As loud and angry controversy erupts around the Confederate flag – most of it unjustified – it’s time we revisit history and re-educate ourselves.
There were actually 3 confederate flags adopted during the Civil War. The first, referred to as the Stars and Bars, was used by the Confederacy from March 1861 to May 1863. It looked very much like the Stars and Stripes of the Union and caused great confusion on the smoky battlefields, so it was changed in 1863, placing the battle flag emblem of the Southern Cross in the left corner on a background of white, much like our stars are placed on our current American flag.
But that flag was too often mistaken as a white surrender flag – especially when the wind was calm and it hung limply. That wouldn’t do!
The third Confederate flag was created in March 1865 consisting of the Southern Cross and referred to as the Confederate Navy Jack. This is the one that is generally recognized as the symbol of the South today and is known as the “Southern Cross”, not the Stars & Bars. There are a couple of other nations who display the Southern Cross on their flags, including Australia and New Zealand.
It was – and should have continued to be – recognized as a flag of honor, designed by the Confederacy as a banner representing states’ rights. (And we should ALL be learning more about states’ rights!)
Unfortunately, decades after the Civil War, the flag was co-opted and desecrated by the neo-nazis, rednecks and skinheads and bastardized into what many people believe it to be today: a symbol of hate and racism.
“The crimes committed by these groups under the stolen banner of the Confederacy only exacerbate the lies which link the secession to slavery interests when, from the beginning from a Southerner’s view, the cause was states’ rights.” ~ BJ Meksikatsi
So let’s talk a little about why the South felt the need to create a “rebel flag.” The only drum beat we hear anymore involves racism and hate. But surprisingly, it was the NORTH that was the last to free their slaves – and they did so reluctantly. The state of Delaware rejected the 13th Amendment abolishing slavery in 1865 and did not ratify it until 1901!
Many Northern civilians owned slaves and great fortunes were made in the slave trade. In fact, it was NORTHERN ships from the New England states that brought the slaves to America (along with Dutch, British and Portuguese ships)! The South neither owned nor operated slave ships. Generals William T. Sherman and Ulysses S Grant had slaves serving them during the “war to end slavery”. Talk about hypocrisy. As a matter of record for us history buffs, it was the NORTH who cried the loudest about the abolition of slavery and the last to end it.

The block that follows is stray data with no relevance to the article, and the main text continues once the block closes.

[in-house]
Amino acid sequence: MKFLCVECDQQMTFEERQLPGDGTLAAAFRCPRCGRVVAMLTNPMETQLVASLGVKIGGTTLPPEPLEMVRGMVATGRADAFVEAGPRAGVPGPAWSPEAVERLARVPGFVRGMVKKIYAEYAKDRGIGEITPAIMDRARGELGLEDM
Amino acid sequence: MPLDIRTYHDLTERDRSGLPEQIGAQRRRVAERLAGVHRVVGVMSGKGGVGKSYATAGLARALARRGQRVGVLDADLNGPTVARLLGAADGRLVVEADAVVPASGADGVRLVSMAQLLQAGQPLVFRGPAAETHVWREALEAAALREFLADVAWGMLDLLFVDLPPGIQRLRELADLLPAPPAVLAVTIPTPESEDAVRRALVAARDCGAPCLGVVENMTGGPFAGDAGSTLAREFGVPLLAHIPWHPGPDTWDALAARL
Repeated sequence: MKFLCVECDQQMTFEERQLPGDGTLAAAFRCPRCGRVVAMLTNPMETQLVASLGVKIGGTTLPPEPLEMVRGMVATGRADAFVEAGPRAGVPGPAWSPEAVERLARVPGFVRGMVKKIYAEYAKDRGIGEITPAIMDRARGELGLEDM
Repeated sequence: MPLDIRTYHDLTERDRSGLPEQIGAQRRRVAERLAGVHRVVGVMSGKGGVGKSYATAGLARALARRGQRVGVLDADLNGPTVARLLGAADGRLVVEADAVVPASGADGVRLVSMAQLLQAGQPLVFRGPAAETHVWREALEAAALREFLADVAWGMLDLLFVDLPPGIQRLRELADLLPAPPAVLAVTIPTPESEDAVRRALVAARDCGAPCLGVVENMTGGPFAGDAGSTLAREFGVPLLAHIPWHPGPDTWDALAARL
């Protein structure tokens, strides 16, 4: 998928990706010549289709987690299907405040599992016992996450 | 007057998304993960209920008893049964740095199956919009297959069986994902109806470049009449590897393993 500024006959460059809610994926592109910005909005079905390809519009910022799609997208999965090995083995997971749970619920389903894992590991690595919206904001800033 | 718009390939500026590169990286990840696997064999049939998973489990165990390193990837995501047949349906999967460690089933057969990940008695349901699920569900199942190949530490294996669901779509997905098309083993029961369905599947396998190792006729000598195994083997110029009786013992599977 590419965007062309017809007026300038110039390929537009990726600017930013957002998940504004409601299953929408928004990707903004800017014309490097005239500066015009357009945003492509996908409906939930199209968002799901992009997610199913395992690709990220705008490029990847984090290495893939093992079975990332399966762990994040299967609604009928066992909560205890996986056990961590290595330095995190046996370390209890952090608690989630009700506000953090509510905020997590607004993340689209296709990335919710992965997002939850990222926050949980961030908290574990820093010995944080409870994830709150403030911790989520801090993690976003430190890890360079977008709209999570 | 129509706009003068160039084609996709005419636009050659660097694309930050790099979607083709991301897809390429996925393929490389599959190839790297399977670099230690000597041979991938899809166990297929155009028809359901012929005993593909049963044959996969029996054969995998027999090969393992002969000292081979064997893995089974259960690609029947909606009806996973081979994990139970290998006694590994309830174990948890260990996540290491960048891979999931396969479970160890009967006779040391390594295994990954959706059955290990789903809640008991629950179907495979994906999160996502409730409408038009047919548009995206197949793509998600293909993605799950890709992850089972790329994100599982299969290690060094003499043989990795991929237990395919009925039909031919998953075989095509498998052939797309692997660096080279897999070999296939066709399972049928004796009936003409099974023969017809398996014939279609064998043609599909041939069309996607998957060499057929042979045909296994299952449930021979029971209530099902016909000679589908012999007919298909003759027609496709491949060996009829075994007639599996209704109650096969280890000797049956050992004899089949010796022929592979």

On the other side of the battlefield, there were a great many black soldiers fighting for their beloved south. That’s not a convenient truth to reveal, I guess. Confederate General Robert E. Lee – one of my all-time favorite history characters – had NEVER purchased a slave! He had inherited his slaves and freed them all in 1862 at the beginning of the fierce fighting!
What kind of man was Robert E. Lee, the man credited with nearly splitting the budding nation into two?
“They say you had to see him believe that a man so fine could exist. He was handsome. He was clever. He was brave. He was gentle. He was generous and charming, noble and modest, admired and beloved. He had never failed at anything in his upright soldier’s life. He was a born winner, this Robert E. Lee. Except for once. In the greatest contest of his life, in the war between the South and the North, Robert E. Lee lost.” ~Louis Redmond
Even in defeat, Robert E. Lee was a man of honor. At the end, men with smoldering eyes went to Lee and wanted to keep the anger alive and live to fight another day. Lee shook his head at these men and said, “Abandon your animosities and make your sons Americans.”
What legacy did Robert E. Lee leave to us?? Arlington National Cemetery.
The land where our nation’s heroes lie was once Robert E. Lee’s plantation. In a stinging rebuke, the Union stole it from him and began burying Union dead on it as a blatant slap in the face. The property was confiscated by the federal government when the property taxes of about $90 were not paid IN PERSON by Mrs. Lee, who was stuck in Richmond because of the fighting. She sent her cousin to pay the bill on her behalf, but the commissioners would not accept the money from him and declared the property in default. It was sold at public auction on January 11, 1864 and the ONLY bidder was the Federal government who reserved the property “for Government use, for war, military, charitable and educational purposes.” Mrs. Lee’s garden was encircled with the tombstones of prominent Union officers.
The Confederate flag creating so much hysteria these days was Robert E. Lee’s battle flag for the Army of Northern Virginia. I am PROUD to fly it.